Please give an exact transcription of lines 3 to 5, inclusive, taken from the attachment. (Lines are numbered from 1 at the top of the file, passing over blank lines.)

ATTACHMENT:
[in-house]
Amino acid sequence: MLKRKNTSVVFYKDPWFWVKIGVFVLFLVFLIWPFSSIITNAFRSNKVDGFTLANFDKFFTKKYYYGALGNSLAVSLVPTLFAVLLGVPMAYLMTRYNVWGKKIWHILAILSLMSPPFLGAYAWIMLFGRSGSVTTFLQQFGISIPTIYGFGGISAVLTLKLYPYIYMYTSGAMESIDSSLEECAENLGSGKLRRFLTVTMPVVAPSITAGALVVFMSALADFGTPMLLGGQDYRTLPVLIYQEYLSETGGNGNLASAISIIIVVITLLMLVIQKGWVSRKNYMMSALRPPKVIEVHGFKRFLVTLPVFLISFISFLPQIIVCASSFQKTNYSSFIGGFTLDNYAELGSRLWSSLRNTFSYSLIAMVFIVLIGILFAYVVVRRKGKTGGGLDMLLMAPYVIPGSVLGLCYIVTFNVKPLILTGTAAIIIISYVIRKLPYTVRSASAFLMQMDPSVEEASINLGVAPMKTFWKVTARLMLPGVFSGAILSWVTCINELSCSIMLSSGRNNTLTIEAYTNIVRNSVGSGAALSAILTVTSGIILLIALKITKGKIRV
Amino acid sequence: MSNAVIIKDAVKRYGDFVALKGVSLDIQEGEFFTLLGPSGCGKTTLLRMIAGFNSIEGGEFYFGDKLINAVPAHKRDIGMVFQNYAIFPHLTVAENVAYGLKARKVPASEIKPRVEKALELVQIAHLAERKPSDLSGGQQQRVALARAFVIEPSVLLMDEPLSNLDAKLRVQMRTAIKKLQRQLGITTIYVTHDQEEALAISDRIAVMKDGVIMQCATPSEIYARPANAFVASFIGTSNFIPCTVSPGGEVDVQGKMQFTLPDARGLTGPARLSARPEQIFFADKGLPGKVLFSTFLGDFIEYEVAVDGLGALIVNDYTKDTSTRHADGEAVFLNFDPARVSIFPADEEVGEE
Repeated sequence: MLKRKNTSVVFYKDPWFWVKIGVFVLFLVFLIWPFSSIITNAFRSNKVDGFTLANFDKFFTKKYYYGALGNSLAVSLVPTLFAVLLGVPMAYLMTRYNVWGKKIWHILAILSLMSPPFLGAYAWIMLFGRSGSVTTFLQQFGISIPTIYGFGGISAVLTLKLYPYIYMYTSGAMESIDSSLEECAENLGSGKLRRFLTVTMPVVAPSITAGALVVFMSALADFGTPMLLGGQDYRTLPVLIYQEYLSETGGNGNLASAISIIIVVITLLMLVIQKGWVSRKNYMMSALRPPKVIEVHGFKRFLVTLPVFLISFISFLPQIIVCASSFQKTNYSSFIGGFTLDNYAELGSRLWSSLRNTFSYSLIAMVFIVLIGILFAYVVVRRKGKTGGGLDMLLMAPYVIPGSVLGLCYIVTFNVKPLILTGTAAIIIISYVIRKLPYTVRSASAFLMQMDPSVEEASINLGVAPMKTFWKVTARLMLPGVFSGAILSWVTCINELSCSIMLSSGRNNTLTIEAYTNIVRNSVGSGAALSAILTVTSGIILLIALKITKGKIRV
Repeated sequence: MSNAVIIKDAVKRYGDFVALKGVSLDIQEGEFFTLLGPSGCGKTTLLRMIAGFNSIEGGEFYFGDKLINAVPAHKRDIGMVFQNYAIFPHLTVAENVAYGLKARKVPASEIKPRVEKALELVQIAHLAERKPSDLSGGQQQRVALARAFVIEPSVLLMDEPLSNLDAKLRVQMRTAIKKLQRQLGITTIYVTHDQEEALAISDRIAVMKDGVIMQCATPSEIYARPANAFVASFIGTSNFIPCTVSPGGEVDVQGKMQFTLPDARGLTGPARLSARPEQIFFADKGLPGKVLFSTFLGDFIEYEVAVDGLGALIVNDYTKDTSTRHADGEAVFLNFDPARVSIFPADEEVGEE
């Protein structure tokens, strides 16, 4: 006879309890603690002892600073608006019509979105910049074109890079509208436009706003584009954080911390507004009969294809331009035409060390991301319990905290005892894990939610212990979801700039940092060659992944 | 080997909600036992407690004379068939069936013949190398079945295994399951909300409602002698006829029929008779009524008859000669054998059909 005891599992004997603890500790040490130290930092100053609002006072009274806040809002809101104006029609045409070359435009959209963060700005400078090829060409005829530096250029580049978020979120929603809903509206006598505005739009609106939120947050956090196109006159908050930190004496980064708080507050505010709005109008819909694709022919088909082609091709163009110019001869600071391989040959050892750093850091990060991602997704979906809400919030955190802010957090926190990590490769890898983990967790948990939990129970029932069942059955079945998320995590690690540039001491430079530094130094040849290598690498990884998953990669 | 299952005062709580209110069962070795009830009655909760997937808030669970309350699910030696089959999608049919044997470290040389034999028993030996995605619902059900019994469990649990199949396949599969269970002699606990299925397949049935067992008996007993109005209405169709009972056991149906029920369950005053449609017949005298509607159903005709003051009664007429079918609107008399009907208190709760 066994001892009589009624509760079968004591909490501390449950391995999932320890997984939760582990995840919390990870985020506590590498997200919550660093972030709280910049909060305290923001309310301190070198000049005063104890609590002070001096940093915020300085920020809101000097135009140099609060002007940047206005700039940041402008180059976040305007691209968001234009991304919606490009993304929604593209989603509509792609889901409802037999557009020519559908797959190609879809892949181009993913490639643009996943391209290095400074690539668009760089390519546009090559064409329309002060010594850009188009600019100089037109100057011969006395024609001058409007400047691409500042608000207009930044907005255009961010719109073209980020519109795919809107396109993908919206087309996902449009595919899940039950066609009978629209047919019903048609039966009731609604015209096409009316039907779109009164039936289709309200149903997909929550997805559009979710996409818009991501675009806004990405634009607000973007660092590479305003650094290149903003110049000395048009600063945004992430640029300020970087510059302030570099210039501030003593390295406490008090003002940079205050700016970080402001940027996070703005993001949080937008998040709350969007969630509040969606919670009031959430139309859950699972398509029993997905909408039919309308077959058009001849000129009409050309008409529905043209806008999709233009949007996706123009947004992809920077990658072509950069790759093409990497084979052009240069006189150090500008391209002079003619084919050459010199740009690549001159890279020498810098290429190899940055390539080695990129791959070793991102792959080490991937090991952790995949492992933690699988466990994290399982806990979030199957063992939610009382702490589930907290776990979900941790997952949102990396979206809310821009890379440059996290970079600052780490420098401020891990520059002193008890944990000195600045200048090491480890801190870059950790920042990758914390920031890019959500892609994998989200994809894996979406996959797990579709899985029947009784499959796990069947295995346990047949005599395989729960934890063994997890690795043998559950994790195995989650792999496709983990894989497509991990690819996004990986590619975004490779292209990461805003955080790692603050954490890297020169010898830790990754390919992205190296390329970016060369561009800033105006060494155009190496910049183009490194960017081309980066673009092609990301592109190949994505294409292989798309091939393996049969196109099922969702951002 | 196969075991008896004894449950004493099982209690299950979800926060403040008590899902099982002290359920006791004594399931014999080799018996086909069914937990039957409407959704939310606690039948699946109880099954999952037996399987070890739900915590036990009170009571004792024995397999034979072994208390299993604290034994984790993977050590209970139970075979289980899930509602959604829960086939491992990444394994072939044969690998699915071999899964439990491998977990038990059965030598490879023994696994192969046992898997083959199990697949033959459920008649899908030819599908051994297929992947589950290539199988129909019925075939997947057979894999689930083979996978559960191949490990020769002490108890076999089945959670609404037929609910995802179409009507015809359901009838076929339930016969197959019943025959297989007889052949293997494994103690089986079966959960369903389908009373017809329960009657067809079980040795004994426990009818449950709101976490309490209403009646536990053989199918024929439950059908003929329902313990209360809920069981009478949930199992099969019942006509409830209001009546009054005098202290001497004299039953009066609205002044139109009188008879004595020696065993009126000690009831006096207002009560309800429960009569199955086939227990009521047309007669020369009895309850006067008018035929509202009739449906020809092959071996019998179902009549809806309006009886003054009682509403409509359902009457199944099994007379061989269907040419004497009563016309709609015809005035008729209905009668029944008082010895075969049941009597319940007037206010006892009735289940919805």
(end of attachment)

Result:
Amino acid sequence: MSNAVIIKDAVKRYGDFVALKGVSLDIQEGEFFTLLGPSGCGKTTLLRMIAGFNSIEGGEFYFGDKLINAVPAHKRDIGMVFQNYAIFPHLTVAENVAYGLKARKVPASEIKPRVEKALELVQIAHLAERKPSDLSGGQQQRVALARAFVIEPSVLLMDEPLSNLDAKLRVQMRTAIKKLQRQLGITTIYVTHDQEEALAISDRIAVMKDGVIMQCATPSEIYARPANAFVASFIGTSNFIPCTVSPGGEVDVQGKMQFTLPDARGLTGPARLSARPEQIFFADKGLPGKVLFSTFLGDFIEYEVAVDGLGALIVNDYTKDTSTRHADGEAVFLNFDPARVSIFPADEEVGEE
Repeated sequence: MLKRKNTSVVFYKDPWFWVKIGVFVLFLVFLIWPFSSIITNAFRSNKVDGFTLANFDKFFTKKYYYGALGNSLAVSLVPTLFAVLLGVPMAYLMTRYNVWGKKIWHILAILSLMSPPFLGAYAWIMLFGRSGSVTTFLQQFGISIPTIYGFGGISAVLTLKLYPYIYMYTSGAMESIDSSLEECAENLGSGKLRRFLTVTMPVVAPSITAGALVVFMSALADFGTPMLLGGQDYRTLPVLIYQEYLSETGGNGNLASAISIIIVVITLLMLVIQKGWVSRKNYMMSALRPPKVIEVHGFKRFLVTLPVFLISFISFLPQIIVCASSFQKTNYSSFIGGFTLDNYAELGSRLWSSLRNTFSYSLIAMVFIVLIGILFAYVVVRRKGKTGGGLDMLLMAPYVIPGSVLGLCYIVTFNVKPLILTGTAAIIIISYVIRKLPYTVRSASAFLMQMDPSVEEASINLGVAPMKTFWKVTARLMLPGVFSGAILSWVTCINELSCSIMLSSGRNNTLTIEAYTNIVRNSVGSGAALSAILTVTSGIILLIALKITKGKIRV
Repeated sequence: MSNAVIIKDAVKRYGDFVALKGVSLDIQEGEFFTLLGPSGCGKTTLLRMIAGFNSIEGGEFYFGDKLINAVPAHKRDIGMVFQNYAIFPHLTVAENVAYGLKARKVPASEIKPRVEKALELVQIAHLAERKPSDLSGGQQQRVALARAFVIEPSVLLMDEPLSNLDAKLRVQMRTAIKKLQRQLGITTIYVTHDQEEALAISDRIAVMKDGVIMQCATPSEIYARPANAFVASFIGTSNFIPCTVSPGGEVDVQGKMQFTLPDARGLTGPARLSARPEQIFFADKGLPGKVLFSTFLGDFIEYEVAVDGLGALIVNDYTKDTSTRHADGEAVFLNFDPARVSIFPADEEVGEE